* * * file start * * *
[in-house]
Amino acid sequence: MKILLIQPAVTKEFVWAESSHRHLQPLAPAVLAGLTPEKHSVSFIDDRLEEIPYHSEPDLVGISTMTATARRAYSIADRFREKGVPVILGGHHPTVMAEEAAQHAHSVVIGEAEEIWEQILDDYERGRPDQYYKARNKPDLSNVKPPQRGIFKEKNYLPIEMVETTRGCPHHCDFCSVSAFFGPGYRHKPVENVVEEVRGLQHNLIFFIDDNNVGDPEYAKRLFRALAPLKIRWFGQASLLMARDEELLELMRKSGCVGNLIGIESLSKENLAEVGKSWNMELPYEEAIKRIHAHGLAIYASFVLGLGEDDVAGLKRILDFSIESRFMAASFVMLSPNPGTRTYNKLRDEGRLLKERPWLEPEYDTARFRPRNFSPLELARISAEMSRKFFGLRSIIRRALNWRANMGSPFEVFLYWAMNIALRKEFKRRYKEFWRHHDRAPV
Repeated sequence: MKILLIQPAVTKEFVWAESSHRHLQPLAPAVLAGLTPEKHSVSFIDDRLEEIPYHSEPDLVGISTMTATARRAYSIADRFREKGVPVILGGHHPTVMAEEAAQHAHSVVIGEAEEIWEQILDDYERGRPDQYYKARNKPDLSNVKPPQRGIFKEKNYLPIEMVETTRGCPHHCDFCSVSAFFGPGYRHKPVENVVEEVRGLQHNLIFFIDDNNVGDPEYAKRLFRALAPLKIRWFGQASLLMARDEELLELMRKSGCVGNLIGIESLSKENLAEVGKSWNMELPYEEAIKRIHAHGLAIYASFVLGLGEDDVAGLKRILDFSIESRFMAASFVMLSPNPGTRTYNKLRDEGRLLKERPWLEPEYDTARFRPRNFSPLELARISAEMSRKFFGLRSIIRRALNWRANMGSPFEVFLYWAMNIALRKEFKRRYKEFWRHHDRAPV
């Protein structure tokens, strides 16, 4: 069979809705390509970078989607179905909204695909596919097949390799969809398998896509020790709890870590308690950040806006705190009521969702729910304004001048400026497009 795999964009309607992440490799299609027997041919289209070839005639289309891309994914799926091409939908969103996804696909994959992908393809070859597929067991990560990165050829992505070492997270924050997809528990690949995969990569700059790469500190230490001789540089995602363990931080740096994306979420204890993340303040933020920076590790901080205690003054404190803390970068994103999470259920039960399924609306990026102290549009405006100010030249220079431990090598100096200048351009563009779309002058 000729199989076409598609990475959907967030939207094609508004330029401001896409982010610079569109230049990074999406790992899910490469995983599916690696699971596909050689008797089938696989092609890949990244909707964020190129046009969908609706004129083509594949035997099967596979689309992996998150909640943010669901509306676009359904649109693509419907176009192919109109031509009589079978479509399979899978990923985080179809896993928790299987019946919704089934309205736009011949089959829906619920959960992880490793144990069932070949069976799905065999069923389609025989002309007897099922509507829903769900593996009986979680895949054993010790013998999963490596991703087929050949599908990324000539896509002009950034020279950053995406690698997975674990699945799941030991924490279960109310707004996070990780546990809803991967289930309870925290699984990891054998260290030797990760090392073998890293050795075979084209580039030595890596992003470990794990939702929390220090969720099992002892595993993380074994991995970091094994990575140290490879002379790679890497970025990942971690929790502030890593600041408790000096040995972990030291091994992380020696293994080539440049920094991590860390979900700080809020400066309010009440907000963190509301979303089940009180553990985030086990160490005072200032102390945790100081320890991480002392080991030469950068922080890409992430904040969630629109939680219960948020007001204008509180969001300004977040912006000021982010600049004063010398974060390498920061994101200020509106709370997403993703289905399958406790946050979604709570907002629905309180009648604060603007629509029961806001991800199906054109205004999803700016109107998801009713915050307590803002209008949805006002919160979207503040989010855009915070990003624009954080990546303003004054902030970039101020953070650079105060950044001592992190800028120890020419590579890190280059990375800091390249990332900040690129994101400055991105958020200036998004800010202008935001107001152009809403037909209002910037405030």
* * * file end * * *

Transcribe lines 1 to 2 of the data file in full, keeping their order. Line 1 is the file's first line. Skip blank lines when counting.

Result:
[in-house]
Amino acid sequence: MKILLIQPAVTKEFVWAESSHRHLQPLAPAVLAGLTPEKHSVSFIDDRLEEIPYHSEPDLVGISTMTATARRAYSIADRFREKGVPVILGGHHPTVMAEEAAQHAHSVVIGEAEEIWEQILDDYERGRPDQYYKARNKPDLSNVKPPQRGIFKEKNYLPIEMVETTRGCPHHCDFCSVSAFFGPGYRHKPVENVVEEVRGLQHNLIFFIDDNNVGDPEYAKRLFRALAPLKIRWFGQASLLMARDEELLELMRKSGCVGNLIGIESLSKENLAEVGKSWNMELPYEEAIKRIHAHGLAIYASFVLGLGEDDVAGLKRILDFSIESRFMAASFVMLSPNPGTRTYNKLRDEGRLLKERPWLEPEYDTARFRPRNFSPLELARISAEMSRKFFGLRSIIRRALNWRANMGSPFEVFLYWAMNIALRKEFKRRYKEFWRHHDRAPV